• The Los Alamos Senior Centers will host two free performances of a brief play, “Swerving,” written by local playwright Robert F. Benjamin. It will be performed as a “concert reading” by Caroline (“Pip”) Evarts and John Gustafson, with Sally Cassil narrating. “Swerving” premiered during the 2015 8x10 Short-Play Festival at Los Alamos Little Theatre. Performances at senior centers this month use an expanded script with a run-time is 16 minutes.

    “Swerving” is a comedy is about how a codger’s wisdom, longing and congeniality transform a stormy confrontation with a policewoman into a moment of shared compassion.  

    The two performances will be:

    • White Rock Senior Center, 7 p.m. Thursday. White Rock Senior Center is temporarily located just east of Metzgers in the building formerly known as “The Hive.”

    • Betty Ehart Senior Center, 12:45 p.m. Jan. 27.  

     

    No reservations, but seating is limited for both shows.

  • Explore Mars in the Nature Center Planetarium to learn more about Mars. On Friday, Rick Wallace will lead a planetarium show and discussions about Mars including the challenges, opportunities and realities of the red planet. The show starts at 7 p.m. 

    This special planetarium show is $6 for adults and $4 for children. Tickets are available by calling or stopping by the nature center. Seating is limited. Planetarium shows are suitable for ages four and up.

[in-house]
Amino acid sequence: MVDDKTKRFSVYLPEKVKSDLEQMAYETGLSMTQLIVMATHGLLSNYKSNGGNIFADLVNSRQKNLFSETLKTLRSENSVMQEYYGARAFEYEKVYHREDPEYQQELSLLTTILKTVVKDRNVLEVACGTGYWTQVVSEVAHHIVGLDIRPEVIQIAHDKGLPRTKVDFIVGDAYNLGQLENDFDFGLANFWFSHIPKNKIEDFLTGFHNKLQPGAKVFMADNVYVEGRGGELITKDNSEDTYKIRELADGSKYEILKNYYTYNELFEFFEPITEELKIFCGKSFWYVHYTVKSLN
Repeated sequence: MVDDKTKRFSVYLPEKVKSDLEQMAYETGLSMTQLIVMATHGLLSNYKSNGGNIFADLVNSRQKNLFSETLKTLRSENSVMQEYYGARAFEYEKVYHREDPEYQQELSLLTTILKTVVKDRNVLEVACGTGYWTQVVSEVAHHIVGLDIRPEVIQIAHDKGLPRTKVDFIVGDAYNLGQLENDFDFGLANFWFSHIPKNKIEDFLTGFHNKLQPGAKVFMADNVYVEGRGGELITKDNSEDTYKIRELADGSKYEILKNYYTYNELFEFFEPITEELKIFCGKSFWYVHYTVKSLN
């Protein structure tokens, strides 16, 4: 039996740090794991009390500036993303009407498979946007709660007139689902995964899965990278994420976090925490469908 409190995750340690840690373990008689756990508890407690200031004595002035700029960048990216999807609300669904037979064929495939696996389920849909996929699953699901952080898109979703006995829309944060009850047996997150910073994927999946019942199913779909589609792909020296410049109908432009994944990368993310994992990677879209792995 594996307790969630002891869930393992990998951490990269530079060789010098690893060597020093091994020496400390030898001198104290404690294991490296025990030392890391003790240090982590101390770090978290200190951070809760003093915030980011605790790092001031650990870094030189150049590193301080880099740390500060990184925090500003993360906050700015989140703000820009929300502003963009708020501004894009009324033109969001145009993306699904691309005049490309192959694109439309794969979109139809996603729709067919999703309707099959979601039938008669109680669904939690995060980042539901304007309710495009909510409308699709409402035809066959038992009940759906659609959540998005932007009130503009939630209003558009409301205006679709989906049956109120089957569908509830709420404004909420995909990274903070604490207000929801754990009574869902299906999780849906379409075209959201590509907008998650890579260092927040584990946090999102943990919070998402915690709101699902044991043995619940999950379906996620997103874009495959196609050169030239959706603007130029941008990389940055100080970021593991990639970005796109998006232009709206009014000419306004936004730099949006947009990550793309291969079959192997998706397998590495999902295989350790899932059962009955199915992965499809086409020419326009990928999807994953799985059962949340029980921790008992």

“Back To The Moon For Good,” is an educational full-dome show narrated by award-winning actor Tim Allen. Showtime is 2 p.m. Saturday and Sunday at the Los Alamos Nature Center Planetarium. 

    The digital film highlights the history of moon exploration and provides an insider’s look at the future of the space race. Meet the teams who are competing for the $30 million Google Lunar XPRIZE, the largest inducement prize in history.

  • The Pajarito Environmental Education Center and the Reel Deal Theater are teaming up to bring the popular Backcountry Film Festival to Los Alamos for the fifth year in a row. Produced by the Boise-based nonprofit Winter Wildlands Alliance, the touring the 11th Annual Backcountry Film Festival will make its way to more than 100 locations around the world. The screening will be 7 p.m. Thursday at the Reel Deal and will be the only one in New Mexico.

    The Pajarito Brewpub will be selling beer and wine before the show and at intermission. Also at intermission, PEEC will have a raffle for prizes donated by local businesses and national sponsors. Prizes include gift cards from the Los Alamos Co-op Market, camping gear from CB Fox, Hydro Flask growlers from Fusion Multisport, gift cards from Smith’s, skis from Pajarito Brewpub, a daypack from REI and outdoor items from national sponsors. Raffle tickets will be sold before the show.

    Tickets can be purchased in advance at the Reel Deal Theater for $12, or at the door on the day of the show for $15. As in years past, the film festival is expected to sell out, so it is recommended to purchase tickets in advance.